RoadTest: TI LDC1000 Evaluation Module
Evaluation Type: Independent Products
Did you receive all parts the manufacturer stated would be included in the package?: True
What other parts do you consider comparable to this product?: No other parts or products were considered.
What were the biggest problems encountered?: A USB male to female connector was not provided making it much harder to experiment with, in addition, severe software installation issues were encountered on Windows 7 x64.
The LDC1000EVM evaluation kit is quite nicely packaged in a cardboard container with a provided test demo which allows you to quickly test lateral, angular and axial position sensing.
Also included is the LDC1000 evaluation module which TI kindly provided two of, each is packaged in nice plastic boxes perfect for storage.
One slightly disappointing aspect of the evaluation kit was the lack of a USB male to female cable which made testing rather difficult as all my USB ports are in hard to reach places, I would have greatly
preferred a USB B connector on the board.
No demo software was included with the kit however it's easily downloaded from the TI website where they also provide firmware for interfacing the LDC1000 with MSP430 micro-controllers.
Installing the demo software however was another matter entirely with it constantly freezing on Windows 7 x64, maybe it was just my system but eventually I was forced to install it in a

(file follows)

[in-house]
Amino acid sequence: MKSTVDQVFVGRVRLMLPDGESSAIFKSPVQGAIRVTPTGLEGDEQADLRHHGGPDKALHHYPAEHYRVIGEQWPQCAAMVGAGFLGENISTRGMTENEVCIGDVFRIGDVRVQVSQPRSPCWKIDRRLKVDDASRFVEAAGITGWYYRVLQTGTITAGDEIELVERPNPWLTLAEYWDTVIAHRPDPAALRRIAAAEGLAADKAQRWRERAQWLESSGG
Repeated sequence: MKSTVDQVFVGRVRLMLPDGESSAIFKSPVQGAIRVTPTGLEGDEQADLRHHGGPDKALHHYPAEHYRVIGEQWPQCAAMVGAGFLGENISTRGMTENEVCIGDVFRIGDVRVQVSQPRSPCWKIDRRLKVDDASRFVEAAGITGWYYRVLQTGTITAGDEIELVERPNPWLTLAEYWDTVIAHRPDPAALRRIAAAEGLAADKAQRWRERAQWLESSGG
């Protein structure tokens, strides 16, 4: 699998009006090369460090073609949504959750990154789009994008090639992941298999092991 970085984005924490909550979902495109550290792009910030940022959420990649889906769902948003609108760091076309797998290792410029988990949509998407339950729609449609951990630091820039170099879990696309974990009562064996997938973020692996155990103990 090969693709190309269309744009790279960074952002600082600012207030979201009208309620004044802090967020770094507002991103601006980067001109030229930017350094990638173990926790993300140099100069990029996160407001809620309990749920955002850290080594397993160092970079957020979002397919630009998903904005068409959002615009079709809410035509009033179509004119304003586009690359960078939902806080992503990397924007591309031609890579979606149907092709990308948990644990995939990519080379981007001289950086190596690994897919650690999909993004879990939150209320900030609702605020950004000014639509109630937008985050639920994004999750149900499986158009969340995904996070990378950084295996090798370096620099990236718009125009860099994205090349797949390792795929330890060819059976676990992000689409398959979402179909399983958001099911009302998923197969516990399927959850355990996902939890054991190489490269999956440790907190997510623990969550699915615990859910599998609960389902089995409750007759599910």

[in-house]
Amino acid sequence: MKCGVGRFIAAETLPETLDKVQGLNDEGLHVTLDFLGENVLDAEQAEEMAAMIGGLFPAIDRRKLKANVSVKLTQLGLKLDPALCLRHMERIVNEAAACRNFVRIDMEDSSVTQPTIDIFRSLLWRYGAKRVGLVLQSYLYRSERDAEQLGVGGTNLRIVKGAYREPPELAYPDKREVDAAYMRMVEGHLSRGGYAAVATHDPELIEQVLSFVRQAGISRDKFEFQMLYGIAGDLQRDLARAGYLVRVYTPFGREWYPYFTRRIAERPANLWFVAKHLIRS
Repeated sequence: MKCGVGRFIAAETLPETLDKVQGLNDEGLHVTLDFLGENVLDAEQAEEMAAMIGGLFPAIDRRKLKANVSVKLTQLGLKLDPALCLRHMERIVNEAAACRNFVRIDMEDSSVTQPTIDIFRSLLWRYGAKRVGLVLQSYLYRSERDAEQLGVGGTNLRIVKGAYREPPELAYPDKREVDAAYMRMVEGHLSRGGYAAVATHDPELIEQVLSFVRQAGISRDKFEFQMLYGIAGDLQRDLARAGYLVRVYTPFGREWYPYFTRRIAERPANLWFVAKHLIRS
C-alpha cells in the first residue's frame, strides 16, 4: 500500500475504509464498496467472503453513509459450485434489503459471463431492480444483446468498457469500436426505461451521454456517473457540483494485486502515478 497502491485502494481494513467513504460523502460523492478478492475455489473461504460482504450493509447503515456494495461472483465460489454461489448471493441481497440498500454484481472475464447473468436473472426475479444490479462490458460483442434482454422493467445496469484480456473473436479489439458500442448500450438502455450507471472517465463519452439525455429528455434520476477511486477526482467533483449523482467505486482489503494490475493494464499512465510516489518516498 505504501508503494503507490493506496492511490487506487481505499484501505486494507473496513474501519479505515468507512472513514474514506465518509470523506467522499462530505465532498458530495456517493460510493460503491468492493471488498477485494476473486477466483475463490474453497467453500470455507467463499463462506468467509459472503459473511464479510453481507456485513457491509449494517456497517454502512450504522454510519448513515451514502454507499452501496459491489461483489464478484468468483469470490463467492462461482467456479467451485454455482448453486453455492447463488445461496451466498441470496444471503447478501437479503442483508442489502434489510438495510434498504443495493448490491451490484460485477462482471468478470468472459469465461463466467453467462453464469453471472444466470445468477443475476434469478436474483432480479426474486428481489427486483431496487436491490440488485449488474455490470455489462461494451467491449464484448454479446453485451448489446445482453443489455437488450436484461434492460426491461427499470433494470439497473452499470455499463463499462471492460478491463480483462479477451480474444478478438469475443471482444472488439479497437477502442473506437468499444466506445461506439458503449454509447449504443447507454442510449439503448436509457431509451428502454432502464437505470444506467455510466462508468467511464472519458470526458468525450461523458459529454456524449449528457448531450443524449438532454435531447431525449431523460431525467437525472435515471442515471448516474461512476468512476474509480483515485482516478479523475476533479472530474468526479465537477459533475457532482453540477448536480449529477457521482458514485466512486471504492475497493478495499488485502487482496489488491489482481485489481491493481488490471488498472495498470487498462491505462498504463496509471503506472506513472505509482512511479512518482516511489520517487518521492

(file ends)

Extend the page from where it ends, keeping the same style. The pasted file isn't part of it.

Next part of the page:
virtual machine running Windows XP Pro where it finally worked.
The demo software itself is very well made allowing you to get an excellent view of the performance of the LDC1000 as well as direct access to various registers.
Here in this image you can see the proximity data changing as I move my finger towards and away from the sense coil, a much greater result is observed with metallic objects.
The performance of the LDC1000 is very impressive offering very high sensitivity which allows it to detect the smallest of movements, it's also immune to external magnetic fields
unlike more conventional methods of position sensing. (hall-effect)
The sense chip itself is easily implemented on a custom PCB and can interface readily with practically any micro-controller making it a powerful and versatile solution.
Overall I am very pleased with the LDC1000 and would certainly consider it any project that required precise sensing, while I don't think it can compete with hall-effect in terms
of price if you need the high resolution and insensitivity to external magnetic fields this is the perfect chip to use.
Did you view the TI video that shows you how you can change the end coil to experiment with different sizes of coils?
The sensor software allows you to experiment with a lot of different combinations of oscillator frequencies and Q values.
You should take some time to try adjusting these values to see if you can detect different types of materials by just adjusting the software parameters.
There is a lot unexplored issues that you could help resolve if you spend a little time to expand your knowledge and use of the device.